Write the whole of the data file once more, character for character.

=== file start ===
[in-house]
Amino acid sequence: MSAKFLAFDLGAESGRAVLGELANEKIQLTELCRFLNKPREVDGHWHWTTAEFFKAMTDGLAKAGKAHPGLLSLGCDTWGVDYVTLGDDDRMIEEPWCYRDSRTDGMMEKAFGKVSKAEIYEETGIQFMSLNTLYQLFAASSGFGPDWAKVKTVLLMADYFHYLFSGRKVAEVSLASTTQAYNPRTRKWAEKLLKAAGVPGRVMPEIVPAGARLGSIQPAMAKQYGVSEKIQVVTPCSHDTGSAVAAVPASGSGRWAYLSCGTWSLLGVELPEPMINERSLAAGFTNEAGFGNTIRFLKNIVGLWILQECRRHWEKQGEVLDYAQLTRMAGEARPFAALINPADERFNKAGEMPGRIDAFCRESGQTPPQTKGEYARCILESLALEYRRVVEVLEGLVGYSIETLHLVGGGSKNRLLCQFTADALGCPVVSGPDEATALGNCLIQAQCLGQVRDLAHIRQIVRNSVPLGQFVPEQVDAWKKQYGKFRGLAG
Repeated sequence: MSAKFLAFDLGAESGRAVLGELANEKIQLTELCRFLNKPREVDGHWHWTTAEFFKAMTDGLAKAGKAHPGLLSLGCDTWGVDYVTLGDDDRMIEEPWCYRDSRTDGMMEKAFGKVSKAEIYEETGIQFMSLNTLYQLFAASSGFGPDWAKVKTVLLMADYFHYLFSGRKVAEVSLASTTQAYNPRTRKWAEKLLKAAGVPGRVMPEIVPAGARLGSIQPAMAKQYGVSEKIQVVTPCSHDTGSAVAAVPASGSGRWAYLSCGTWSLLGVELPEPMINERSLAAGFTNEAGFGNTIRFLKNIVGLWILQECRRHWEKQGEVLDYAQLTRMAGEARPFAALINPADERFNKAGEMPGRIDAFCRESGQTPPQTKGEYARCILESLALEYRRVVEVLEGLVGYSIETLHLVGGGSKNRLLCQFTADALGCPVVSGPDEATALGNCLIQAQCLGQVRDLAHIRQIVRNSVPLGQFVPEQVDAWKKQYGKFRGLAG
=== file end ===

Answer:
[in-house]
Amino acid sequence: MSAKFLAFDLGAESGRAVLGELANEKIQLTELCRFLNKPREVDGHWHWTTAEFFKAMTDGLAKAGKAHPGLLSLGCDTWGVDYVTLGDDDRMIEEPWCYRDSRTDGMMEKAFGKVSKAEIYEETGIQFMSLNTLYQLFAASSGFGPDWAKVKTVLLMADYFHYLFSGRKVAEVSLASTTQAYNPRTRKWAEKLLKAAGVPGRVMPEIVPAGARLGSIQPAMAKQYGVSEKIQVVTPCSHDTGSAVAAVPASGSGRWAYLSCGTWSLLGVELPEPMINERSLAAGFTNEAGFGNTIRFLKNIVGLWILQECRRHWEKQGEVLDYAQLTRMAGEARPFAALINPADERFNKAGEMPGRIDAFCRESGQTPPQTKGEYARCILESLALEYRRVVEVLEGLVGYSIETLHLVGGGSKNRLLCQFTADALGCPVVSGPDEATALGNCLIQAQCLGQVRDLAHIRQIVRNSVPLGQFVPEQVDAWKKQYGKFRGLAG
Repeated sequence: MSAKFLAFDLGAESGRAVLGELANEKIQLTELCRFLNKPREVDGHWHWTTAEFFKAMTDGLAKAGKAHPGLLSLGCDTWGVDYVTLGDDDRMIEEPWCYRDSRTDGMMEKAFGKVSKAEIYEETGIQFMSLNTLYQLFAASSGFGPDWAKVKTVLLMADYFHYLFSGRKVAEVSLASTTQAYNPRTRKWAEKLLKAAGVPGRVMPEIVPAGARLGSIQPAMAKQYGVSEKIQVVTPCSHDTGSAVAAVPASGSGRWAYLSCGTWSLLGVELPEPMINERSLAAGFTNEAGFGNTIRFLKNIVGLWILQECRRHWEKQGEVLDYAQLTRMAGEARPFAALINPADERFNKAGEMPGRIDAFCRESGQTPPQTKGEYARCILESLALEYRRVVEVLEGLVGYSIETLHLVGGGSKNRLLCQFTADALGCPVVSGPDEATALGNCLIQAQCLGQVRDLAHIRQIVRNSVPLGQFVPEQVDAWKKQYGKFRGLAG